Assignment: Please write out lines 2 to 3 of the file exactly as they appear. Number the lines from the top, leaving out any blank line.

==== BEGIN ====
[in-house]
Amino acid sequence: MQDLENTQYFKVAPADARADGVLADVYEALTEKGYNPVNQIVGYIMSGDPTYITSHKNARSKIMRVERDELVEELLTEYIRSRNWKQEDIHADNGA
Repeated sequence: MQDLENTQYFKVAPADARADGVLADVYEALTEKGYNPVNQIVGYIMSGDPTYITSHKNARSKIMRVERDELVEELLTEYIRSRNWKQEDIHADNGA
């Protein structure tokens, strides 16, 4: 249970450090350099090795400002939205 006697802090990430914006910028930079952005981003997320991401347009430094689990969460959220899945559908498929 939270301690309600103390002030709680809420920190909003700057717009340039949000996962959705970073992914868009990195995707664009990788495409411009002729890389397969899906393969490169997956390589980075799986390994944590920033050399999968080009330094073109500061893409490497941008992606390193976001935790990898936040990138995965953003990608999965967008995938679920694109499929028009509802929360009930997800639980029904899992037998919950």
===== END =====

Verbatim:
Amino acid sequence: MQDLENTQYFKVAPADARADGVLADVYEALTEKGYNPVNQIVGYIMSGDPTYITSHKNARSKIMRVERDELVEELLTEYIRSRNWKQEDIHADNGA
Repeated sequence: MQDLENTQYFKVAPADARADGVLADVYEALTEKGYNPVNQIVGYIMSGDPTYITSHKNARSKIMRVERDELVEELLTEYIRSRNWKQEDIHADNGA